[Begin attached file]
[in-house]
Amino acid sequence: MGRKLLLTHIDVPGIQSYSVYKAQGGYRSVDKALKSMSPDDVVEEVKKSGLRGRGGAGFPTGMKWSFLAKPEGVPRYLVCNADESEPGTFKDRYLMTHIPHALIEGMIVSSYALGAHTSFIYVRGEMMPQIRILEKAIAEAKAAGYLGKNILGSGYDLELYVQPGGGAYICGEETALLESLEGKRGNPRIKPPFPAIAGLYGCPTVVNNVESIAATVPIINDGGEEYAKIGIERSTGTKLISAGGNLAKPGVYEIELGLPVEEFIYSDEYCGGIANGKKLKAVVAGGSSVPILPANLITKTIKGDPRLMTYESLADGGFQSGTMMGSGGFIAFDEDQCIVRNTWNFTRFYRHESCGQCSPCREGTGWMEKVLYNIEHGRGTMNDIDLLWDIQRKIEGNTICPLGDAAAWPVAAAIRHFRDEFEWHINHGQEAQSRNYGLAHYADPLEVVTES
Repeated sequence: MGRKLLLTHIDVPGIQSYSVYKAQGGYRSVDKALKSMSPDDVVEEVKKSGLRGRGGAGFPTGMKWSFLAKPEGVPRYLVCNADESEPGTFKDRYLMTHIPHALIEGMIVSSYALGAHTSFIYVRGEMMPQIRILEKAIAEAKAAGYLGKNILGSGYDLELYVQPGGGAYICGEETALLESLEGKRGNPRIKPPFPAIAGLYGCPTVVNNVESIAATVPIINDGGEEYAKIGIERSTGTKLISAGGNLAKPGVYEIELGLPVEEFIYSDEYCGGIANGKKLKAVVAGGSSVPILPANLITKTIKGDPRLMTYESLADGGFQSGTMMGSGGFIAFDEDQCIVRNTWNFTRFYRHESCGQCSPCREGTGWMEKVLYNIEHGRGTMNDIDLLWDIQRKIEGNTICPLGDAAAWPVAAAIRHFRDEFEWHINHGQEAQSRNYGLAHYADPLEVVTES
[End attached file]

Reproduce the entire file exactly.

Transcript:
[in-house]
Amino acid sequence: MGRKLLLTHIDVPGIQSYSVYKAQGGYRSVDKALKSMSPDDVVEEVKKSGLRGRGGAGFPTGMKWSFLAKPEGVPRYLVCNADESEPGTFKDRYLMTHIPHALIEGMIVSSYALGAHTSFIYVRGEMMPQIRILEKAIAEAKAAGYLGKNILGSGYDLELYVQPGGGAYICGEETALLESLEGKRGNPRIKPPFPAIAGLYGCPTVVNNVESIAATVPIINDGGEEYAKIGIERSTGTKLISAGGNLAKPGVYEIELGLPVEEFIYSDEYCGGIANGKKLKAVVAGGSSVPILPANLITKTIKGDPRLMTYESLADGGFQSGTMMGSGGFIAFDEDQCIVRNTWNFTRFYRHESCGQCSPCREGTGWMEKVLYNIEHGRGTMNDIDLLWDIQRKIEGNTICPLGDAAAWPVAAAIRHFRDEFEWHINHGQEAQSRNYGLAHYADPLEVVTES
Repeated sequence: MGRKLLLTHIDVPGIQSYSVYKAQGGYRSVDKALKSMSPDDVVEEVKKSGLRGRGGAGFPTGMKWSFLAKPEGVPRYLVCNADESEPGTFKDRYLMTHIPHALIEGMIVSSYALGAHTSFIYVRGEMMPQIRILEKAIAEAKAAGYLGKNILGSGYDLELYVQPGGGAYICGEETALLESLEGKRGNPRIKPPFPAIAGLYGCPTVVNNVESIAATVPIINDGGEEYAKIGIERSTGTKLISAGGNLAKPGVYEIELGLPVEEFIYSDEYCGGIANGKKLKAVVAGGSSVPILPANLITKTIKGDPRLMTYESLADGGFQSGTMMGSGGFIAFDEDQCIVRNTWNFTRFYRHESCGQCSPCREGTGWMEKVLYNIEHGRGTMNDIDLLWDIQRKIEGNTICPLGDAAAWPVAAAIRHFRDEFEWHINHGQEAQSRNYGLAHYADPLEVVTES